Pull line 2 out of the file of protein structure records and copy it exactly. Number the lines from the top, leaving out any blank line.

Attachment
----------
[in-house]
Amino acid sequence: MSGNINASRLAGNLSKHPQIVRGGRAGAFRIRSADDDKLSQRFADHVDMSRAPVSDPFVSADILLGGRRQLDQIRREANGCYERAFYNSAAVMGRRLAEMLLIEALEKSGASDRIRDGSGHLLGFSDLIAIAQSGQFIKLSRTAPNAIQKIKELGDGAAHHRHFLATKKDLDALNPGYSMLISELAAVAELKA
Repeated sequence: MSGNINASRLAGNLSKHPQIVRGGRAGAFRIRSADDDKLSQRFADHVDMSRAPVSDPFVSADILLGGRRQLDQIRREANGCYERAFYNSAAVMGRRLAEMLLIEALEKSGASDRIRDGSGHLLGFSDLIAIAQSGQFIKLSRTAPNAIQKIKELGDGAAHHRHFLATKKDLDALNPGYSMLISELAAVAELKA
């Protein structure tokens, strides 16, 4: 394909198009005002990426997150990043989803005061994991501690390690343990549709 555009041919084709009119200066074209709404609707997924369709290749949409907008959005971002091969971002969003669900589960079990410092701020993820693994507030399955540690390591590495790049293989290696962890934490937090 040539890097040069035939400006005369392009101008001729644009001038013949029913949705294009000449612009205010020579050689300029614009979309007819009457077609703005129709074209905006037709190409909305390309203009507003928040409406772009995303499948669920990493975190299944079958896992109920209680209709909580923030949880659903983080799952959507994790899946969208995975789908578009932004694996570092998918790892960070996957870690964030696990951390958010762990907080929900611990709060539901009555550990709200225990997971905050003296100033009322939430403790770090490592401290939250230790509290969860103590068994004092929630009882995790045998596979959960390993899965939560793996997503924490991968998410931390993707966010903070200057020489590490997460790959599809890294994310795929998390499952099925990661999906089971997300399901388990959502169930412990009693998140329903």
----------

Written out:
Amino acid sequence: MSGNINASRLAGNLSKHPQIVRGGRAGAFRIRSADDDKLSQRFADHVDMSRAPVSDPFVSADILLGGRRQLDQIRREANGCYERAFYNSAAVMGRRLAEMLLIEALEKSGASDRIRDGSGHLLGFSDLIAIAQSGQFIKLSRTAPNAIQKIKELGDGAAHHRHFLATKKDLDALNPGYSMLISELAAVAELKA